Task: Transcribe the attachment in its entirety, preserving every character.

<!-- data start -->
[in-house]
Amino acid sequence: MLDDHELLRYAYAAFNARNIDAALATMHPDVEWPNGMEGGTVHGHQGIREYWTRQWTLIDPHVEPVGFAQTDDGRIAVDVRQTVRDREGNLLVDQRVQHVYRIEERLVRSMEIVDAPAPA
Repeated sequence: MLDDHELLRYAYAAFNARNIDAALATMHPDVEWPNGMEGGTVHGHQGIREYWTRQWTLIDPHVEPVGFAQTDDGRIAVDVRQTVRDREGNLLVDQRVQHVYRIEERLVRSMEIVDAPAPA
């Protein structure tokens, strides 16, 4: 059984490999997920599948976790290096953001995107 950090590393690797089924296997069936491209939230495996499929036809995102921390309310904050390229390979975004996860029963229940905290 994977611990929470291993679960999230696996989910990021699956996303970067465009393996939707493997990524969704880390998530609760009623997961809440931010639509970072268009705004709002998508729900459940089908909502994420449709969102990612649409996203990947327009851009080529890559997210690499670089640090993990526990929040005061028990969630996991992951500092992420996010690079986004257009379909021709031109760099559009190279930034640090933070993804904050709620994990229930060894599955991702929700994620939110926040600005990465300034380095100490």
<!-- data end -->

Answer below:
[in-house]
Amino acid sequence: MLDDHELLRYAYAAFNARNIDAALATMHPDVEWPNGMEGGTVHGHQGIREYWTRQWTLIDPHVEPVGFAQTDDGRIAVDVRQTVRDREGNLLVDQRVQHVYRIEERLVRSMEIVDAPAPA
Repeated sequence: MLDDHELLRYAYAAFNARNIDAALATMHPDVEWPNGMEGGTVHGHQGIREYWTRQWTLIDPHVEPVGFAQTDDGRIAVDVRQTVRDREGNLLVDQRVQHVYRIEERLVRSMEIVDAPAPA
């Protein structure tokens, strides 16, 4: 059984490999997920599948976790290096953001995107 950090590393690797089924296997069936491209939230495996499929036809995102921390309310904050390229390979975004996860029963229940905290 994977611990929470291993679960999230696996989910990021699956996303970067465009393996939707493997990524969704880390998530609760009623997961809440931010639509970072268009705004709002998508729900459940089908909502994420449709969102990612649409996203990947327009851009080529890559997210690499670089640090993990526990929040005061028990969630996991992951500092992420996010690079986004257009379909021709031109760099559009190279930034640090933070993804904050709620994990229930060894599955991702929700994620939110926040600005990465300034380095100490």